Exploring cultures and communities – the slow way

hidden europe Notes

  • — Posted by hidden europe on

It was an amiable distraction over Christmas and the New Year to browse news media from across Europe, all dutifully reporting on the best of the dying year. But one tires eventually of reading accounts of the top ten books and places of 2009. So full marks to www.forargyll.com for their initiative in highlighting the corporate scoundrels who have most conspicuously ill-served the Argyll and the Isles region of western Scotland in 2009.

article summary —

It was an amiable distraction over Christmas and the New Year to browse news media from across Europe, all dutifully reporting on the best of the dying year. But one tires eventually of reading accounts of the top ten books of 2009, the hippest places of the year, even lists of words that defined 2009.

So full marks to Lynda Henderson and her colleagues at www.forargyll.com for their initiative in highlighting the corporate scoundrels who have most conspicuously ill-served the Argyll and the Isles region of western Scotland in 2009.

The For Argyll awards for the very best and worst of 2009 were published late yesterday. You can see the full list of winners on the For Argyll website. The first place in the notoriety stakes (so the winners of the Not-For-Argyll wooden spoon) was shared between Clydeport and the Bank of Scotland.

Clydeport was damned for what For Argyll calls 'a Stalinist disregard for corporate social responsibility' by running roughshod over local communities in using a beautiful Highland loch to lay up unused container ships. Loch Striven is not what it once was. Bank of Scotland's wayward lack of regard for the business community of an entire Hebridean island – in this case Islay – secured for the bank the wrath of both the local community and the For Argyll editorial team. The citation highlights the 'corporate inflexibility' and 'commercial stupidity' of the Bank of Scotland.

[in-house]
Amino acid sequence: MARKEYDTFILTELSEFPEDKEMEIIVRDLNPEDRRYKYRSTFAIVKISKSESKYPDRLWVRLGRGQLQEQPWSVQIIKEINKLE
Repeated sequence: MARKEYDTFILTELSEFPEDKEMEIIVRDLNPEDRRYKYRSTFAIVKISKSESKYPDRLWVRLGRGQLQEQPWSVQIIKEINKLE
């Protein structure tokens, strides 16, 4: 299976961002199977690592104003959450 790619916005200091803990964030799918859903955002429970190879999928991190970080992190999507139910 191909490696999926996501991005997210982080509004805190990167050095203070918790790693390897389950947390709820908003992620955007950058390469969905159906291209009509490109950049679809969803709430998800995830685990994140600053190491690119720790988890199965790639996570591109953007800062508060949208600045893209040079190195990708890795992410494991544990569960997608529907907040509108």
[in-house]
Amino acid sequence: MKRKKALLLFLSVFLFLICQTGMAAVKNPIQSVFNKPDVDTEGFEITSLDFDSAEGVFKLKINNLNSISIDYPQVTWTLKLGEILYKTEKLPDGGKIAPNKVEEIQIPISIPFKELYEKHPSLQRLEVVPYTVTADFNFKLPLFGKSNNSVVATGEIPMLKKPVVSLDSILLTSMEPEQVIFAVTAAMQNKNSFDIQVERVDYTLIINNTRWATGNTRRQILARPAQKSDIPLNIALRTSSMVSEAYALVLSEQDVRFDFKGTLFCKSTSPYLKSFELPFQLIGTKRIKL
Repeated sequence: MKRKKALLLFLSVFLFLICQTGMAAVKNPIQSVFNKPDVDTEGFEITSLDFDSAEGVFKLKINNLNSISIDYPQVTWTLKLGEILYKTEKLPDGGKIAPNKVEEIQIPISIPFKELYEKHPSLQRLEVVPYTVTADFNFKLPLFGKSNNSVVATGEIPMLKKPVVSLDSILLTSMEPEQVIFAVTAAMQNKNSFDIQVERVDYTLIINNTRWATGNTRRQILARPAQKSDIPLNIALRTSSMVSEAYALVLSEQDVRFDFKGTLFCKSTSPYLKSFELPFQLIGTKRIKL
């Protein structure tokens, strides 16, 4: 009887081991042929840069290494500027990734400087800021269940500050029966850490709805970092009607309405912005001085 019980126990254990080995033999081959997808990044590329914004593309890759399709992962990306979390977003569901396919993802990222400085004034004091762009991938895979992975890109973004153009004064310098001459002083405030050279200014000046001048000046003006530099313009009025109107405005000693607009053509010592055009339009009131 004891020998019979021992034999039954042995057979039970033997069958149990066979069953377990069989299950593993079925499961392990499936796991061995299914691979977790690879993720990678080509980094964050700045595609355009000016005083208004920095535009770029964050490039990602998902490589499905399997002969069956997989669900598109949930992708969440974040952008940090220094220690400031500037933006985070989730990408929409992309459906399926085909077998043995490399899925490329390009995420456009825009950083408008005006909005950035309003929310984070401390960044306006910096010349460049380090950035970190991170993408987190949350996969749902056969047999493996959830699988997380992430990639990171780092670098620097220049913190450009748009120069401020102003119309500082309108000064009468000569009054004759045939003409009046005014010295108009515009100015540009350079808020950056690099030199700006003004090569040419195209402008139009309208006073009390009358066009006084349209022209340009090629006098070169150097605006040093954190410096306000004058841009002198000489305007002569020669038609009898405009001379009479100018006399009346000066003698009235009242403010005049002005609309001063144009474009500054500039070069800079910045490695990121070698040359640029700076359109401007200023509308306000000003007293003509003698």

Strong words, indeed. And hugely more interesting than all those 'best of...' lists that we have seen these past days. Full marks to the folk at For Argyll for their work in developing and promoting a strong sense of community in one of Europe's lesser known regions.

Nicky Gardner and Susanne Kries
(hidden europe)

This article was published in hidden europe notes.

About The Authors: hidden europe

hidden europe

and Susanne Kries manage hidden europe, a Berlin-based editorial bureau that supplies text and images to media across Europe. Together they edit hidden europe magazine. Nicky and Susanne are dedicated slow travellers. They delight in discovering the exotic in the everyday.

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